I can’t decide if it’s harder to believe that it has already been three weeks that we have been in our new home in Uganda, or that it has only been three weeks since we left our home in America.  Maybe it’s the weather that makes it seem like snowy and blustery North Dakota is years in the past.

I am writing this having just completed my first week at my new job.  For two weeks we took a look at our surroundings and tried to get accustomed to life at Musana Camps.  Not that we were necessarily ready, but this week I headed down to the office at 8am on Monday to see what adventures awaited me there.  I walked into all kinds of work.  We talked through relational issues in the community and amongst the staff and contractors, similar to the things that I managed at my previous job.  I worked on and produced a first draft of a church constitution for Musana Community Church, similar to what I had been a part of in our sending church.  We walked the boundary of the property at Musana Camps, and prayed over the issues that we currently face, issues not so different from those that we faced in our home church and business in the United States.  This week I learned of the struggles that some of the women of local villages face as they try to maintain Christlike behavior and submission in the home of an abusive or alcoholic husband.  Is it so different in the United States?

It was a busy week, and I finally started to dive into my job.  As I did, one thing really stood out to me.  Not one thing, but one person, I suppose.  While I moved to Uganda to pursue God’s mission for our family, I essentially just changed the location of everything I was already doing.  Life is different, maybe a little bit harder, but essentially my responsibility and functions are the same.

This week I was able to see who went through the most change and now faces the most challenge.  My wife is my hero.  I could face downsizing our lives, because so much of my life was spent at an office, anyhow.  She had to figure out what was necessary to stock her new classroom in Uganda.  She had to figure out lesson plans and structure for our children in a new country, and with a growing 4 year old who can be quite a distraction.  She is the one figuring out how to process new foods, and doing it without the help of the many electrical appliances we had in the U.S.

During the first week in Uganda, Cassava was our staple for food.  Staci had to figure out where to buy it, how to peel it, and different ways to cook it.  We ate amazing food, and invented meals that I don’t think have ever been seen in Uganda.

The second week, Matoke was the staple.  We purchased a huge bunch of them, and they became the mainstay of every meal.  Staci cooked up breakfasts, lunches, and dinners, all using this one base.  Once again she got local produce at a great price, helped us to form relationships with local farmers, learned how to process the fruit, and invented meals to satisfy every member of our family.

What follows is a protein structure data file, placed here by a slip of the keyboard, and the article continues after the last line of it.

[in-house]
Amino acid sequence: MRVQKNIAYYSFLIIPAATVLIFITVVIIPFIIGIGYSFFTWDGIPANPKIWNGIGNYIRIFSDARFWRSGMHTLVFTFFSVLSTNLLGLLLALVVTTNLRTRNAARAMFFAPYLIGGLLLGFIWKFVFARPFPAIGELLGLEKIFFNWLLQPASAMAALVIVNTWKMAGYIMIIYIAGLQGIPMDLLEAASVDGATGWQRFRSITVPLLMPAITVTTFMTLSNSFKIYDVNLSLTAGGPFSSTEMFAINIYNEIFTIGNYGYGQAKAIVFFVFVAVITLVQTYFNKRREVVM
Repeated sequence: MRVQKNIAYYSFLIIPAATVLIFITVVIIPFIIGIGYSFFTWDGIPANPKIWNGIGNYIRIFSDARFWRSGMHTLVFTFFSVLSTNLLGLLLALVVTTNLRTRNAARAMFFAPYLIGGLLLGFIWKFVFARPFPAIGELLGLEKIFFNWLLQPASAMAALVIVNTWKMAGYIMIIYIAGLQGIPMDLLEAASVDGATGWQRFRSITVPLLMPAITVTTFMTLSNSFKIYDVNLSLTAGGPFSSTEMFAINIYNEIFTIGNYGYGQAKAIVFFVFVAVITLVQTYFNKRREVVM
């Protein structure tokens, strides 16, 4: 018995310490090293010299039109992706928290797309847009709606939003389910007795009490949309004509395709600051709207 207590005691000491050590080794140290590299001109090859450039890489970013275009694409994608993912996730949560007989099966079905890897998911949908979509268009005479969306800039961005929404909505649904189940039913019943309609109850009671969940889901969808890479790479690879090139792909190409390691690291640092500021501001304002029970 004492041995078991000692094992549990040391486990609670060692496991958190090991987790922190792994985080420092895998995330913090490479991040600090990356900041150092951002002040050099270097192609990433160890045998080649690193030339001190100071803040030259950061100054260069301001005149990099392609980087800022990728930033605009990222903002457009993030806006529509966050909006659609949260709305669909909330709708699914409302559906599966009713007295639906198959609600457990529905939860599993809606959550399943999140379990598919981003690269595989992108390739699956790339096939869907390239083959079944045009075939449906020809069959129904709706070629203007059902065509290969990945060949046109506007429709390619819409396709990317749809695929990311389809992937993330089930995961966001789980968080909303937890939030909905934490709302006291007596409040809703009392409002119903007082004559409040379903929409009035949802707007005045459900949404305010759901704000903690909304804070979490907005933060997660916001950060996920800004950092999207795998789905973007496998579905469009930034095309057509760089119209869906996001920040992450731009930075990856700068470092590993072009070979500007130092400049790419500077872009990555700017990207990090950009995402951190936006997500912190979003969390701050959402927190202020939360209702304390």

Staci preparing jack fruit.

As she was breaking down a jack fruit the other night, it occurred to me just how fully she has poured herself into our family.  She is tired from all of it, but carries no regrets.  The love she has for our new life is greater than her frustrations.  She gets up every morning to kill a dozen or so ants in the kitchen, check the floors and counters for lizard waste, look for bats in the rafters, and boil water for coffee.  She preps food while teaching so that meals will be prepared on time, and somehow she thinks ahead to have Sunday’s food ready so that it can be a day of rest.  We go to bed every night with flashlights so that we can watch our two favorite spiders catch lake flies on the ceiling.

This woman is amazing, and God knew what He was doing when He joined us as one.  I’m such a better person because of her.  On my own, none of this would have ever happened.  With her, and as God wills, we can do anything.

This woman is my hero.  I only hope that I can live up to half of the expectations placed on me to love her as Christ has loved me, and gave Himself up for me.  If I desire Godly children, and if I love her as I profess to love her, let me always honor her and serve her in disregard of any perception of authority I might possess.  I have so far to go, and so much to learn.

Malachi 2:15: Did he not make them one, with a portion of the Spirit in their union?  And what was the one God seeking?  Godly offspring. So guard yourselves in your spirit, and let none of you be faithless to the wife of your youth.


13 thoughts on “Heroes

  1. Beautiful. A picture of what it looks like when a couple submits to God’s will, God’s way. Your story brings glory to God! Thank you


  2. Hard to read through the tears! Thank you for loving our daughter Jarid! Thank you for taking care of her and her needs. We are so proud of you and love you dearly!


  3. So humbled and so encouraged!!! I feel so privileged with the ability to sit on the sideline and watch and pray over what the Lord is doing in and through you guys. Thank you for sharing and affirming God’s Word is true, alive and active! Love you guys!


  4. I can think of no greater honor for any woman than what you have just done for your wife.
    “Her children rise up and call her blessed; her husband also, and he praises her.” Proverbs 31:28

    We just returned from Nicaragua late last night. It is so exciting and encouraging to see our God working there as He is in Uganda ….and the world over.
    Love you!


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